Climb aboard the HMCS Ojibwa.
When you ask yourself, what would my family like to do this weekend? Going to visit a cold war submarine might not be the first answer you would think of. But it could be, or maybe even should be. This new attraction to the shores of Lake Erie is an amazing trip into our nation’s military history.The HMCS Ojibwa is a 295 foot length Canadian cold war military submarine that now finds its home as part of the future Museum of Naval History in the charming lakeside community of Port Burwell.
As I turned into the parking lot I was surprised by the size of this Oberon Class submarine perched ominously on the shore. My imagination ran wild as soon as I saw it. All the television documentaries and movies you’ve ever seen pop into your head;Das Boot, The Hunt for Red October, U-571…and to my surprise, it turns out that the Ojibwa is more than just a unique and interesting destination, she is also a movie star, having appeared in K-19: The Widowmaker.
There are two ways you can tour Ojibwa. Everyone in the family can enjoy the Fish Eye Tour of the exterior which takes about 45 minutes and runs every half hour and is free for children under thirteen. During this walk around the sub you will learn about how the harbour was dredged to allow the sub to make her slow three day journey along the last 600 meters of its journey to where she now sits. It was fascinating to learn of Ojibwa’s travels from Halifax to Port Burwell and about the history of the bumps and dents on her exterior.
You can also enjoy The Submariners Tour which takes one hour as you pass through her interior, forward to aft. This tour leaves every 12 minutes and is open to everyone aged 6 and up. As I made my way onto Ojibwa I felt like I was transported into another world. You begin in the torpedo room which is the largest compartment in the sub and I immediately gained a new found respect for every individual who served as a submariner. Standing among my tour group I instantly realized how close the quarters really were for the seven officers and fifty-five men who would serve at sea for at least six weeks at a time.
The engineering of the sub is incredibly intricate as every inch of space serves a purpose and most areas have multiple uses. The torpedo room not only housed spare torpedoes but was also used for crew accommodations, sometimes for meal preparation, as a barber shop, and a place to watch movies. There are gauges and valves everywhere and I was shocked to learn that submariners had to be able to identify them by sizes and shapes while blindfolded. The control room is the centre of the sub, both physically and operationally, and it’s where the periscopes would normally have been found. Although the periscopes are not in place at this time, the plan is to display them in the museum when it is built.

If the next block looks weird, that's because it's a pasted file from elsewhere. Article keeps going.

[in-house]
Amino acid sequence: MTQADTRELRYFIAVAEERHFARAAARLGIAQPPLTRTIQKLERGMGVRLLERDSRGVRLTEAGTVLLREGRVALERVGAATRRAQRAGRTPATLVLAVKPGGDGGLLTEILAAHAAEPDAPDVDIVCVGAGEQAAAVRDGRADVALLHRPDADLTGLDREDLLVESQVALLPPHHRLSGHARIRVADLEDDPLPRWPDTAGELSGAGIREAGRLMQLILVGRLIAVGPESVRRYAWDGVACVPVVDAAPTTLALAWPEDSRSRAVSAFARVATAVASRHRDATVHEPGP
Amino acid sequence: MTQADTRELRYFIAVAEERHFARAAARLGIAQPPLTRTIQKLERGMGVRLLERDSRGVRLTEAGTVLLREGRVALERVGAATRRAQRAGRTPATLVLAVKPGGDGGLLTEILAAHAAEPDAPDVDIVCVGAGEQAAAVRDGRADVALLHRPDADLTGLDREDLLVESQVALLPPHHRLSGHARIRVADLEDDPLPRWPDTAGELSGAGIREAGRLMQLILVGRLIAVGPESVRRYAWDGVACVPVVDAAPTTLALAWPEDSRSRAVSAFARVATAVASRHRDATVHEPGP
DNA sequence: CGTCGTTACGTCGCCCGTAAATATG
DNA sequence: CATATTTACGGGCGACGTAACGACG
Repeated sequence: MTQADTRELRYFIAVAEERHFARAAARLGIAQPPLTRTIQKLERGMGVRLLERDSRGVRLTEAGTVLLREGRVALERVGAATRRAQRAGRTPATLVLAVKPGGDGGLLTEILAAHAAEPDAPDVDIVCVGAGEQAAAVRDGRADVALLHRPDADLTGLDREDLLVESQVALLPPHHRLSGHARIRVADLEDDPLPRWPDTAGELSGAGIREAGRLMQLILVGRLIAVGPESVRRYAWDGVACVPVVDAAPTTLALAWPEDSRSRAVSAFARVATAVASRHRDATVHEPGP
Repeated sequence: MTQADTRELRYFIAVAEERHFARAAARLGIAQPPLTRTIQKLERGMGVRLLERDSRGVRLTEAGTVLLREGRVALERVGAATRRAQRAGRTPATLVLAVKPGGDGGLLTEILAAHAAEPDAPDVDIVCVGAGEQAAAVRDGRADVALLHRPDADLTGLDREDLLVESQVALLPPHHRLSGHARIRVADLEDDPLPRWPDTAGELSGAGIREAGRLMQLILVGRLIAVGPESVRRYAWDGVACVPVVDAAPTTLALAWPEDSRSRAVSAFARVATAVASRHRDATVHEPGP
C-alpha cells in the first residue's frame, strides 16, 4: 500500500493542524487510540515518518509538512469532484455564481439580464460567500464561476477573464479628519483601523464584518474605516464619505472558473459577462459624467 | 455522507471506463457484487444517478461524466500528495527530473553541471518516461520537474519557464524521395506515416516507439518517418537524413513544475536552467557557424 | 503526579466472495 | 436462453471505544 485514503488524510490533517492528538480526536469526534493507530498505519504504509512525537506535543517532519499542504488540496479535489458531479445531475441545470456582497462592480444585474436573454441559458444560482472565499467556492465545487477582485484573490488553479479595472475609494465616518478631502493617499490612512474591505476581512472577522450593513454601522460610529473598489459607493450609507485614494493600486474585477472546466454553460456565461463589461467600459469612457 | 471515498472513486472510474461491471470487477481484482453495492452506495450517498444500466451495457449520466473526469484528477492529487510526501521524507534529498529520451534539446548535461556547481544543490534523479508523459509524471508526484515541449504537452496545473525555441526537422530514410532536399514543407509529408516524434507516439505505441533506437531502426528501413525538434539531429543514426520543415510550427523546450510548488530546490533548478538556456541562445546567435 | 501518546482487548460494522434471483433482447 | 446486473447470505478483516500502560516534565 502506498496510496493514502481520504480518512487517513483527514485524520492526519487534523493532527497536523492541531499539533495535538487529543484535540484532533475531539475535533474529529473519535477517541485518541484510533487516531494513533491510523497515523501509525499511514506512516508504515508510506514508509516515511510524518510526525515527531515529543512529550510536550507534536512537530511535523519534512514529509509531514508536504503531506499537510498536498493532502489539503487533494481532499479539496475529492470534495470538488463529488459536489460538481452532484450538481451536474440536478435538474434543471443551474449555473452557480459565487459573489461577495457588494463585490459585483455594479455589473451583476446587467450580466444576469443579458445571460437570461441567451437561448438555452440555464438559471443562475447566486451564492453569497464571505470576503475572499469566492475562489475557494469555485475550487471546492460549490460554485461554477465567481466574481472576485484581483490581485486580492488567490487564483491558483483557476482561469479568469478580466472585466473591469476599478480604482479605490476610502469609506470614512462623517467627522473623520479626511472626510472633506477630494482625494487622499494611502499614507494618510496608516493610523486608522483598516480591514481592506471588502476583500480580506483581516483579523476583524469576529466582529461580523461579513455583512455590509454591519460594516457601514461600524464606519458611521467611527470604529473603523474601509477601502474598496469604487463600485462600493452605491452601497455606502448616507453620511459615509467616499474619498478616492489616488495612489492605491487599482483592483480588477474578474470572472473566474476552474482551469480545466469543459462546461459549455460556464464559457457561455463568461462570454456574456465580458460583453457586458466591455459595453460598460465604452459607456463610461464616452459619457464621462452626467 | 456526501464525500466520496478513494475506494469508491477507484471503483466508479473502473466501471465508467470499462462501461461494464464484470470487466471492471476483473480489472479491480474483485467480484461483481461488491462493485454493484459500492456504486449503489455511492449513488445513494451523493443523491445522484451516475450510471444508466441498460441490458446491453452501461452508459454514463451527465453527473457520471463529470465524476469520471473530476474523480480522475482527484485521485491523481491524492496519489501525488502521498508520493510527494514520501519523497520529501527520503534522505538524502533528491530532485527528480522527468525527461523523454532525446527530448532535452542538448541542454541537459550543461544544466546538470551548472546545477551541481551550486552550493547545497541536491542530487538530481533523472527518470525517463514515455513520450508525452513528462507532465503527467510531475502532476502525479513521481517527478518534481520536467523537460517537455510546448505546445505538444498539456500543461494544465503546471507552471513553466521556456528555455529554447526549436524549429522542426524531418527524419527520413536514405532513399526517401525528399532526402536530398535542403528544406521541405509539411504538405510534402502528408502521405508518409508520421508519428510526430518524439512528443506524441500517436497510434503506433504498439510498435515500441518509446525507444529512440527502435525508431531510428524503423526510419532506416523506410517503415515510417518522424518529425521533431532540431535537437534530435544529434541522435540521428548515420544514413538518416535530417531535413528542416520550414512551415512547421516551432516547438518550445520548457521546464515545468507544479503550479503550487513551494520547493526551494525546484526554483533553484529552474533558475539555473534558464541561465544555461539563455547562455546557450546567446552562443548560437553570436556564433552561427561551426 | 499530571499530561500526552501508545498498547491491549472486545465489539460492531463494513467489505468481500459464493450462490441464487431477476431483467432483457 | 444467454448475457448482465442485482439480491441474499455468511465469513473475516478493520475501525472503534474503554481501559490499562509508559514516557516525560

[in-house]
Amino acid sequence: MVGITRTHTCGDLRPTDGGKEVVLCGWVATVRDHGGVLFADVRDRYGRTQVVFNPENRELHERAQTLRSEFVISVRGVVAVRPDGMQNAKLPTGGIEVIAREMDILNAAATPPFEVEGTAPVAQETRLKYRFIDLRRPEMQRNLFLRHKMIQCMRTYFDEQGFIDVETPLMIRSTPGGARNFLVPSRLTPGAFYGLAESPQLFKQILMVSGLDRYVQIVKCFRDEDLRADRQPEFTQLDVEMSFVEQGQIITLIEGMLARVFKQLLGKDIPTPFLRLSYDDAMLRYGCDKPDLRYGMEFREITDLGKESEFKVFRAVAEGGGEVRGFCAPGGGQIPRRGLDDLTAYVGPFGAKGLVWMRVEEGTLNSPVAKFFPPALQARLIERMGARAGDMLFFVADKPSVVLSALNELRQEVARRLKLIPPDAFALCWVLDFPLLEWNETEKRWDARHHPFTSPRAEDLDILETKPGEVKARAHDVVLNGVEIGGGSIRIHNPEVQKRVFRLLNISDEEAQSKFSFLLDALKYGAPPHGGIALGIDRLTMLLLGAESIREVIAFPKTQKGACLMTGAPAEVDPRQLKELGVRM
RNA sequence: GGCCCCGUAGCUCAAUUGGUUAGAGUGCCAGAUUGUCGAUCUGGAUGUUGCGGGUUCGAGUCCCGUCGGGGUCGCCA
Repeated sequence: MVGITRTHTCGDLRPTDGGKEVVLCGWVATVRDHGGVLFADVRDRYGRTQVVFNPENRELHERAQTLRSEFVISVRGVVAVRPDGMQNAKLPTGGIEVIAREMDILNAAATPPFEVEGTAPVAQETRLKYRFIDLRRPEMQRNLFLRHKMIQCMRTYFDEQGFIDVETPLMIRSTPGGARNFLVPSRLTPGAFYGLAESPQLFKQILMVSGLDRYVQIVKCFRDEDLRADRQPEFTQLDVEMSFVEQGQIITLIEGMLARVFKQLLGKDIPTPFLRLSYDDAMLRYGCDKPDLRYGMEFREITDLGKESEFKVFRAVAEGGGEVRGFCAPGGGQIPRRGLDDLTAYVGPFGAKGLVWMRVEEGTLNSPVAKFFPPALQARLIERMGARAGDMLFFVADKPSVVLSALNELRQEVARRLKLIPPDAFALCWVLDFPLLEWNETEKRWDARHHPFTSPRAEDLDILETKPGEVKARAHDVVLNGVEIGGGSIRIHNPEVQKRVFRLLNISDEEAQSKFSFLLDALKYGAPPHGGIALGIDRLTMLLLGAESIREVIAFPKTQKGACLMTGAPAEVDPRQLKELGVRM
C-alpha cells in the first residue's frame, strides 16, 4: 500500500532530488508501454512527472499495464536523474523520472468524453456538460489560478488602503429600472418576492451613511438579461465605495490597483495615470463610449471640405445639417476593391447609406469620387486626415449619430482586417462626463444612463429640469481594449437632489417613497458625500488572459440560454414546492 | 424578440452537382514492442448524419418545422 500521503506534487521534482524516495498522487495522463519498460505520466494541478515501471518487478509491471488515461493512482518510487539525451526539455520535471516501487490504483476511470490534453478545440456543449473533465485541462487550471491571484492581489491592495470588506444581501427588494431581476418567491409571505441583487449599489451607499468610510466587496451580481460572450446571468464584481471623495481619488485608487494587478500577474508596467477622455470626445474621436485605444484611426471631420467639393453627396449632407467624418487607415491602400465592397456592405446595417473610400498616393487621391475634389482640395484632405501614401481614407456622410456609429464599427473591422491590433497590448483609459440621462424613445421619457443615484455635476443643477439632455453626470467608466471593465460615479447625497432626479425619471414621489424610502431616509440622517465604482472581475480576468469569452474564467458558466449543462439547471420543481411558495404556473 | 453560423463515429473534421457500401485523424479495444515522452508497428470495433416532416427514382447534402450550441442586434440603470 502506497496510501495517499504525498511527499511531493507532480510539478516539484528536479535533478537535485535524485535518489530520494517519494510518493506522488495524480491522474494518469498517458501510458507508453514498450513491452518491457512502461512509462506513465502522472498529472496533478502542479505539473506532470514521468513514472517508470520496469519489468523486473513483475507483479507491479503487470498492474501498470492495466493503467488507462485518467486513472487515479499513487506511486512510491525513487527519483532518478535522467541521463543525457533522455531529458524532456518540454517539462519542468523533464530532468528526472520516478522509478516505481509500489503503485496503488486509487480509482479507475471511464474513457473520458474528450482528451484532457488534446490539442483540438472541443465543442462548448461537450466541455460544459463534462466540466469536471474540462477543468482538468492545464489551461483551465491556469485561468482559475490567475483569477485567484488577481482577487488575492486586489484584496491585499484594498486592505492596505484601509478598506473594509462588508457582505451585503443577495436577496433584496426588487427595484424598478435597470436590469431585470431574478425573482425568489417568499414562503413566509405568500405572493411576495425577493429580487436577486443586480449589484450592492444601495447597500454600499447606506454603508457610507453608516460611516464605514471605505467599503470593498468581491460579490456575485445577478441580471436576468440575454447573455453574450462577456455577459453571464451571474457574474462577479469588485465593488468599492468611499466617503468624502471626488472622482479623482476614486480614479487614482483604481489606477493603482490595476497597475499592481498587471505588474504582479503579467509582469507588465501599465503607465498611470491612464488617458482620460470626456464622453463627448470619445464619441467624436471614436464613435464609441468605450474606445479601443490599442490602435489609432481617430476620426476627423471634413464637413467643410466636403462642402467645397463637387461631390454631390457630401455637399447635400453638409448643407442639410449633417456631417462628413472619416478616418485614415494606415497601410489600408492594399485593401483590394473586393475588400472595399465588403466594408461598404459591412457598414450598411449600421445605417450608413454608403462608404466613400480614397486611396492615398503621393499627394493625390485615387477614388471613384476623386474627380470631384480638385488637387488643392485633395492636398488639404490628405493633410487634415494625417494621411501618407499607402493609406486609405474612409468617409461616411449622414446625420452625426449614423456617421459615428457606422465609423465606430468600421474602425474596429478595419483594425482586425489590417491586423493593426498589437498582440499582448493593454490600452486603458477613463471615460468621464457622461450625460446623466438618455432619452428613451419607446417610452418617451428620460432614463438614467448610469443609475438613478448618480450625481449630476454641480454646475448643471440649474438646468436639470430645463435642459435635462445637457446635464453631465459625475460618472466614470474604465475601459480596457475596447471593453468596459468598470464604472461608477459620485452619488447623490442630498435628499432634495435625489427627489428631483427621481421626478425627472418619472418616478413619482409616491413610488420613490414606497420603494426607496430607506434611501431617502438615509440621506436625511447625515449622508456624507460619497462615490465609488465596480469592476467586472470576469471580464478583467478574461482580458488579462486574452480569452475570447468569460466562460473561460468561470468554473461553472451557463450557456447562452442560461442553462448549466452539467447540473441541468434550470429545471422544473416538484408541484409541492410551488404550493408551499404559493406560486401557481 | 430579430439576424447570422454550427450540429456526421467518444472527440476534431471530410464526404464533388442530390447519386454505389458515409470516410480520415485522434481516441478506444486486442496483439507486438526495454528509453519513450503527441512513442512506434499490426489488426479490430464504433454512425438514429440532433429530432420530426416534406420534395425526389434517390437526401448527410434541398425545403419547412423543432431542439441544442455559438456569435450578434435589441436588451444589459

The HMCS Ojibwa was designed to be able to travel to great depths and speeds without generating noise that could alert the enemy to their whereabouts. When in service the submarines would be tasked with sinking enemy subs and ships, laying land mines, and special operations including reconnaissance. It was truly inspiring and humbling to learn the challenges that the sixty-two crew and officers faced on their missions. During these times many submariners were confined to their bunks where they were ordered to stay still and alert in complete silence and darkness. It is great to know that the Ojibwa is here to teach future generations about the sacrifices and hard work of the Canadian Military.
I had a great time and learned so much on both my tours of Ojibwa and have already recommended it to many friends. One of the great parts of visiting the sub is that you can also take the time to explore all that Port Burwell has to offer. Once you purchase your tickets you don’t need to stick around waiting, you are encouraged to go and grab a bite to eat or do some shopping in town. Just make sure to be back in time for your tour because this is an experience you do not want to miss. Oh yeah, it is recommended to wear flat foot wear so ladies leave your stilettos at home. Enjoy!
For more information visit www.projectojibwa.ca.